What happened? First, let's push some of the nonsense to the side. In the statement he released Sunday night, Paterno said, "If this is true we were all fooled, along with scores of professionals trained in such things, and we grieve for the victims and their families. They are in our prayers."

This is true, and also completely irrelevant. This isn't about whether Paterno should have known, for many years, that Sandusky was allegedly a pedophile. We've all heard a hundred stories of people who kept their pedophilia secret from those who supposedly knew them the best. It's almost a cliche when a pedophile (or serial killer) gets arrested and a next-door says "I can't believe it. Everyone around here thought he was a good neighbor." That is exactly what Sandusky's next-door neighbor for 30 years, Clarence Trotter, told The New York Times.

That has nothing to do with this story. This is about a specific incident, and everybody agrees: Paterno knew about it. The question is: What did he know?

This is where you start to see the seeds of Penn State's defense. In his statement, Paterno: said "As my grand jury testimony stated, I was informed in 2002 by an assistant coach that he had witnessed an incident in the shower of our locker room facility. It was obvious that the witness was distraught over what he saw, but he at no time related to me the very specific actions contained in the grand jury report. Regardless, it was clear that the witness saw something inappropriate involving Mr. Sandusky. As Coach Sandusky was retired from our coaching staff at that time, I referred the matter to university administrators."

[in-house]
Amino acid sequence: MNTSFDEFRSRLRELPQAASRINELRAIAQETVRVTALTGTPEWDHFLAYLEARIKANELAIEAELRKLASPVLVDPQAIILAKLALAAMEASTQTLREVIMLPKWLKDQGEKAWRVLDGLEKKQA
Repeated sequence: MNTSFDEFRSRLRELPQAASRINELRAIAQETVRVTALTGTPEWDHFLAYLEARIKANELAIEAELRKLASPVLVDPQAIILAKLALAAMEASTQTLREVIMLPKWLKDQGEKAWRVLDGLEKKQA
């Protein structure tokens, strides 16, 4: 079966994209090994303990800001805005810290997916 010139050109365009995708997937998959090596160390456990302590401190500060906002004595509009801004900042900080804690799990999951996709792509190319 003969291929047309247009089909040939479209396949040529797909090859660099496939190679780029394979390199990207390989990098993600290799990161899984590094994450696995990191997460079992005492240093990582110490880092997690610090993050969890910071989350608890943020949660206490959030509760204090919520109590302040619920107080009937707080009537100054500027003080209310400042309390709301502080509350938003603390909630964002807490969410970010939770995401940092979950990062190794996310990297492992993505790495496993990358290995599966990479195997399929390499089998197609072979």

The key passage there: "He at no time related to me the very specific actions contained in the grand jury report."

Curley has been charged with perjury, for saying he did not know about the specific allegation. In this case, it seems that both Paterno and Curley argue they didn't hear the specific vile allegation against Sandusky -- that they were just told there was an uncomfortable scene.

Maybe so. And again: Curley and Schultz were charged with perjury, but Paterno has not been charged with anything.

Still, it is hard to evaluate this situation because of the unusual dynamic around the Penn State football program. It is no great secret that for at least a decade, and maybe two, Penn State administrators have felt powerless against Paterno. He and school president Graham Spanier have privately battled for years.

Forget about telling Paterno when to retire. Nobody can tell Paterno anything, because he is Joe Paterno.